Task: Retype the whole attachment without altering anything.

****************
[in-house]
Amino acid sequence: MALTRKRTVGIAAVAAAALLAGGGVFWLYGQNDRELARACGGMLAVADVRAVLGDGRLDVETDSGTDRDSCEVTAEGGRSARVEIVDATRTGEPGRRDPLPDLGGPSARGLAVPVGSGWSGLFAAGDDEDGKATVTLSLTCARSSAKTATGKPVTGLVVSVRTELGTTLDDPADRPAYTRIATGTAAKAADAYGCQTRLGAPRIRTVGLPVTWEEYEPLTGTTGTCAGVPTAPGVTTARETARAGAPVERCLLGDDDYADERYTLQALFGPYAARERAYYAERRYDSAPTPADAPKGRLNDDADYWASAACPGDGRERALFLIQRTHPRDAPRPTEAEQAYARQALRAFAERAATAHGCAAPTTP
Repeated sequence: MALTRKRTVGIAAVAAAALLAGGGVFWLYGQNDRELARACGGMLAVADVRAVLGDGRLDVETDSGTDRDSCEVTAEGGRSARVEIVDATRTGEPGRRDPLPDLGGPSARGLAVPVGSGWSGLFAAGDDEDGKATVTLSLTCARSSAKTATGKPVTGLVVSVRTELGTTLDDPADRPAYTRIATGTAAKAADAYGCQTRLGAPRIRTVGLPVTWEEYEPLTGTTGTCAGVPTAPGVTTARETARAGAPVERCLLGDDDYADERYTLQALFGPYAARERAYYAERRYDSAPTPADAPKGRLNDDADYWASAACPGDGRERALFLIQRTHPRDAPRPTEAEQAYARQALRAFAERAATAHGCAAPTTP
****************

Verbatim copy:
[in-house]
Amino acid sequence: MALTRKRTVGIAAVAAAALLAGGGVFWLYGQNDRELARACGGMLAVADVRAVLGDGRLDVETDSGTDRDSCEVTAEGGRSARVEIVDATRTGEPGRRDPLPDLGGPSARGLAVPVGSGWSGLFAAGDDEDGKATVTLSLTCARSSAKTATGKPVTGLVVSVRTELGTTLDDPADRPAYTRIATGTAAKAADAYGCQTRLGAPRIRTVGLPVTWEEYEPLTGTTGTCAGVPTAPGVTTARETARAGAPVERCLLGDDDYADERYTLQALFGPYAARERAYYAERRYDSAPTPADAPKGRLNDDADYWASAACPGDGRERALFLIQRTHPRDAPRPTEAEQAYARQALRAFAERAATAHGCAAPTTP
Repeated sequence: MALTRKRTVGIAAVAAAALLAGGGVFWLYGQNDRELARACGGMLAVADVRAVLGDGRLDVETDSGTDRDSCEVTAEGGRSARVEIVDATRTGEPGRRDPLPDLGGPSARGLAVPVGSGWSGLFAAGDDEDGKATVTLSLTCARSSAKTATGKPVTGLVVSVRTELGTTLDDPADRPAYTRIATGTAAKAADAYGCQTRLGAPRIRTVGLPVTWEEYEPLTGTTGTCAGVPTAPGVTTARETARAGAPVERCLLGDDDYADERYTLQALFGPYAARERAYYAERRYDSAPTPADAPKGRLNDDADYWASAACPGDGRERALFLIQRTHPRDAPRPTEAEQAYARQALRAFAERAATAHGCAAPTTP